ADDIS ABABA- Zimbabwe has blown an opportunity to benefit from African Union drought relief fund after failing to honor its financial commitment with the African Risk Capacity (ARC) despite signing a Memorandum of Understanding, 263Chat has learnt.
Addressing a press conference on the sidelines of the African Union summit in Addis Ababa on Saturday, African Risk Capacity which is a continental arm of the African Union responsible for preparing and responding to natural disasters said Zimbabwe signed a MOU on the 25 February 2013 but failed to pay any premiums effectively meaning the country cannot get assistance when faced with emergencies such as drought.
Quizzed on the amount of Zimbabwe was required to pay, Babatunde Iyanda who is ARC’s Country Engagement Manager said the amount is in the region of $500, 000 per annum.
In contrast, Malawi which paid its parametric drought insurance policy for the 2015/16 agricultural season, received a payout of US$8,1 million dollars in response to drought that hit the country and the rest of southern part of Africa including Zimbabwe.
Iyanda said as an insurance risk pool, ARC’s objective is to capitalize on the natural diversification of weather risk across Africa, allowing countries to manage their risk as a group in a financially efficient manner.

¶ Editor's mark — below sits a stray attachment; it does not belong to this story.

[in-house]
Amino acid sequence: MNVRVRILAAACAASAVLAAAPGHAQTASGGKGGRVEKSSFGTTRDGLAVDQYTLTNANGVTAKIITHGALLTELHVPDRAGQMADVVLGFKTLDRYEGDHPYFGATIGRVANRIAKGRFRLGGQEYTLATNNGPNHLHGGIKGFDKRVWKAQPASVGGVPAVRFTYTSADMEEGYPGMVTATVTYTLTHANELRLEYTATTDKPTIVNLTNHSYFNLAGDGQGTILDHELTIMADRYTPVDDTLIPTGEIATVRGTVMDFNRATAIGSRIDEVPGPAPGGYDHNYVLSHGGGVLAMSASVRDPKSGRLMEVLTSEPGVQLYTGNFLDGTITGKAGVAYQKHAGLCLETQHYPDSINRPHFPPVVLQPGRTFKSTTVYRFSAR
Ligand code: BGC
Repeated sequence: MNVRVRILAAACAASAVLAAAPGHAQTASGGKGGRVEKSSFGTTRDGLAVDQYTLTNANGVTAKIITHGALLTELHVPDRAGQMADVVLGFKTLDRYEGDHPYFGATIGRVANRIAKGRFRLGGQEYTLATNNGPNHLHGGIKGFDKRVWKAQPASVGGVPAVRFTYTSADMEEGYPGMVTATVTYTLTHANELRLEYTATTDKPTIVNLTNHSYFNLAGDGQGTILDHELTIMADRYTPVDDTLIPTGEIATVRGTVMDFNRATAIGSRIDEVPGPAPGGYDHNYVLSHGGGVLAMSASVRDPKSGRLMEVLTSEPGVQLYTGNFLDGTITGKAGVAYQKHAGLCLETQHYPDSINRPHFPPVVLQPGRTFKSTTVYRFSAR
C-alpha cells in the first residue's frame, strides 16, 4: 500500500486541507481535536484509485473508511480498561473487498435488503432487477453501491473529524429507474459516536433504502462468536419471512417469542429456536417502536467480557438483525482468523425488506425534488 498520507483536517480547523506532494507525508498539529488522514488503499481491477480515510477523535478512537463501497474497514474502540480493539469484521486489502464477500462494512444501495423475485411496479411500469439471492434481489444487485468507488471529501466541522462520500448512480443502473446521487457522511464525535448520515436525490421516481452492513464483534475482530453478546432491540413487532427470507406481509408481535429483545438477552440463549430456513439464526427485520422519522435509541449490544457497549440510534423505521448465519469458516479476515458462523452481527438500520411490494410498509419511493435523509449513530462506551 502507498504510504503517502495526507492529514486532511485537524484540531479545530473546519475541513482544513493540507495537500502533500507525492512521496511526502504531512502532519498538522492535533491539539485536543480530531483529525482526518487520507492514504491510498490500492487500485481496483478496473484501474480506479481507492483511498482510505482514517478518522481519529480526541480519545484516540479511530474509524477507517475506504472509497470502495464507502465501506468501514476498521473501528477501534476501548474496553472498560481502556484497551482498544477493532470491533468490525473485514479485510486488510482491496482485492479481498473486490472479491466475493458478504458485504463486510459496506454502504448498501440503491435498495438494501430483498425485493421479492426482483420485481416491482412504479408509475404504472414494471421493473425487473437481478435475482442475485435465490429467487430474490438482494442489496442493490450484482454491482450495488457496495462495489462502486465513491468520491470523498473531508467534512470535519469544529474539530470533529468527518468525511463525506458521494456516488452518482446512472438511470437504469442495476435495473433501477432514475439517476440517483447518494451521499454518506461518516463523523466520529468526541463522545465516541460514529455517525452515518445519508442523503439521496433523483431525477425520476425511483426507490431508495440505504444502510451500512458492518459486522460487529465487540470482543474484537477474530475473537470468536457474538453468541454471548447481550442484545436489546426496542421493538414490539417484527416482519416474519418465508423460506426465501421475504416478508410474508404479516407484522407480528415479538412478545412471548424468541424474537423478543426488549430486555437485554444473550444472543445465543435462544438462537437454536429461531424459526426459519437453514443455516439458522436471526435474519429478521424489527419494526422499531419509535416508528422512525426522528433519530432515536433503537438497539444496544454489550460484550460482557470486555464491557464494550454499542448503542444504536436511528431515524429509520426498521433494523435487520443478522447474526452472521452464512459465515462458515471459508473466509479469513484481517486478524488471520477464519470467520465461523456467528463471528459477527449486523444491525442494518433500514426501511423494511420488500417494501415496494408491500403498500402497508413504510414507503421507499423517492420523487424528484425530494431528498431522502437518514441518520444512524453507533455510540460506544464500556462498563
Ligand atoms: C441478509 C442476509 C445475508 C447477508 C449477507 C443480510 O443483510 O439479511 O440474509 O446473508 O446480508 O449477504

“The initial capital comes from participating countries’ premiums as well as one-time partner contributions.
“ARC works with countries to calculate country premiums and allocate pay-outs to member countries based on predetermined and transparent rules for payment’.
“Countries select the level at which they wish to participate by selecting the amount of risk they wish to retain and financing they would want from ARC for droughts of varying severity. (ARC will provide coverage for other hazards, including floods, at a later date),” said Iyanda.
African Risk Capacity is a specialized agency of the African Union set up to help member states to improve their capacities to prepare and respond to weather events and disasters
The African Risk Capacity (ARC) was established after a realization that climate change increases the risks of hunger and malnutrition of the most vulnerable groups in Africa. According to ARC, Africa will need $15 billion to $20 billion each years through to 2050 for countries to adapt to an increase of 2 degrees Celsius.
Drought remains Africa’s biggest threat with the ARC having spend an average of 36% of all responses between 2002 and 2009 towards drought relief. In 2009 only, World Food Programme (WFP) spend a total of US$2,5 billion (63% of WFP global expenditure), assisting 53 million people in sub-Saharan Africa.